I am reassured that if I don’t buy GoldieBlox for my daughter, at least I can still find plenty of toys, books, and materials to encourage her to play outside the Princess Box. (A Mighty Girl is always a good place to start.) But I’d say our most successful STEM program in our house is my husband’s brilliant “experiments in the tub,” which began as a one-night-only presentation, but was so highly lauded that now we have shows nightly. What is buoyancy and what are the characteristics of buoyant objects? How does air create propulsion in the water? What is displacement? What is water resistance? My husband has illustrated all these concepts using items around the house like rubber bands, air cushion packs, balloons, corks, and plastic toys. No extraneous purchases necessary.
So far so good with my daughter. Yes, Silver dressed up as Cinderella for Halloween and asked for dolls for Christmas, but she constructs forts, can identify all the planets of the solar system, and can now tell everyone at kindergarten that snowflakes have six-point radial symmetry.
(Photo by Anoosh Jorjorian)
My fellow feminist and queer parents have identified a funny double standard: when our daughters play princess, we roll our eyes and wonder where we went wrong. But when our sons play princess, we cheer them on.
I am heartened to see several breakthroughs recently for boys whose gender expression is, for lack of a less loaded term, more feminine. Are these boys queer? Are they trans? Are they straight and enjoy being “girly”? We’ll have to wait until they are old enough to say for themselves. But they are boys who embrace pink, who prefer dresses, who love nail polish. Most boys still get teased or gender policed in other ways when they want to wear “girl” dress-up or clothes, but more parents are defending their sons’ choices. As a result, attitudes towards Princess Boys are slowly changing in some parts of the U.S.
Ocho has what I would consider typically three-year-old gender expression—that is, all over the place. His favorite color right now is hot pink. He did want to be a princess for Halloween, because, he said, “I want to be like Samantha”—Samantha* being the five-year-old girl he worships. At school, he will dress up in a tutu, then he’ll go outside and push bulldozers around. He plays with tool kits and dolls. He is growing his hair out and refusing offers of haircuts. Last time he grew it out, to keep the hair out of his face, I pulled his bangs up into a topknot. Strangers assumed he was a girl, even if he was wearing “boy” clothing.
So my son is a Princess Boy, sometimes. And he is a Boy-Boy, sometimes.
Right now, nearly all of my son’s friends at school are girls. He used to play with other boys at day care, but since he graduated to preschool, these friendships have fallen away. I assume one factor is that he has an older sister. But it also has to do with how our culture continues to define gender for kids.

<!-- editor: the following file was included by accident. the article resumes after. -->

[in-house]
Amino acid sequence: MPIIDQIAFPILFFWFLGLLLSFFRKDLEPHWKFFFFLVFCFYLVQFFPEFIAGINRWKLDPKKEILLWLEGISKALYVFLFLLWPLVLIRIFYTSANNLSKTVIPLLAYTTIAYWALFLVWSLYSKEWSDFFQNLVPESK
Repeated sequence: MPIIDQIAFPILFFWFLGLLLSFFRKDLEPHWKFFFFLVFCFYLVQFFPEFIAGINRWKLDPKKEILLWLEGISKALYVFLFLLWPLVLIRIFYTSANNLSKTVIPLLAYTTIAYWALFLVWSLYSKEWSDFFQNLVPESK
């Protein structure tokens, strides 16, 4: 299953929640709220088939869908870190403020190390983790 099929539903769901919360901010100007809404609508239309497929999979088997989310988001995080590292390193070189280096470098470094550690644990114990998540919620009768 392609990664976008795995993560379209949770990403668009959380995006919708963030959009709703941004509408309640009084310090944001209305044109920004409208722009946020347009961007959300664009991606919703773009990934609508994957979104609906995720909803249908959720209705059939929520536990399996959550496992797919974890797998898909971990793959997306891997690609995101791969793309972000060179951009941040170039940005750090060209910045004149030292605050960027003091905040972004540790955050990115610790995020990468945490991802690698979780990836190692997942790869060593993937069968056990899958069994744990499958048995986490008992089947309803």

|Which of these things is not like the others?|
(Photo by Anoosh Jorjorian)
We don’t have any TV in our house (no cable or no digital antenna) so our children watch only the most benign shows on my laptop: Sesame Street, Wonder Pets, Olivia, Bob the Builder, the bland Canadian cartoon Caillou, and the charming British one, Kipper. Licensed characters are not allowed at our preschool, so this has helped to delay the pressure of keeping up with popular culture until kindergarten.
I suspect that my son’s limited media consumption explains something about the way he enjoys play. Because he hasn’t yet seen conflicts modeled by superhero cartoons and movies, he doesn’t play good guys fighting bad guys. His imagination extends more towards playing a pet, or domestic family scenes, or pretending to be an excavator. Perhaps it’s just his age—the boys who play superheroes are older than him. But it means that the kind of play he likes will often group him with girls.
This isn’t to say that he doesn’t do rough-and-tumble play. Both Silver and Ocho are very strong, and they get into wrestling matches where I can’t tell if they are laughing or screaming. (It’s usually both.)
I find myself wondering, where is the middle path for Ocho, especially as he gets older? We try to construct it as much as we can in our own house. We’re happy to let him follow his own interests and imagination. When he puts on a sparkly crown for Thanksgiving dinner because, he says, he wants to “look more beautiful,” we smile at him with no reservations. We do the same when he puts on a firefighter’s hat.
But he doesn’t live in a bubble, and I wish there were an equivalent of “A Mighty Girl” for boys, a central resource to encourage boys to grow up outside of stereotypes of manly men that isn’t exclusively Princess Boy, either. We know that feminism isn’t a women’s issue—it’s an issue for humanity. We can’t expand the spectrum of “masculine” and “feminine” solely for women and girls; we must expand it for men and boys as well.
* Name changed.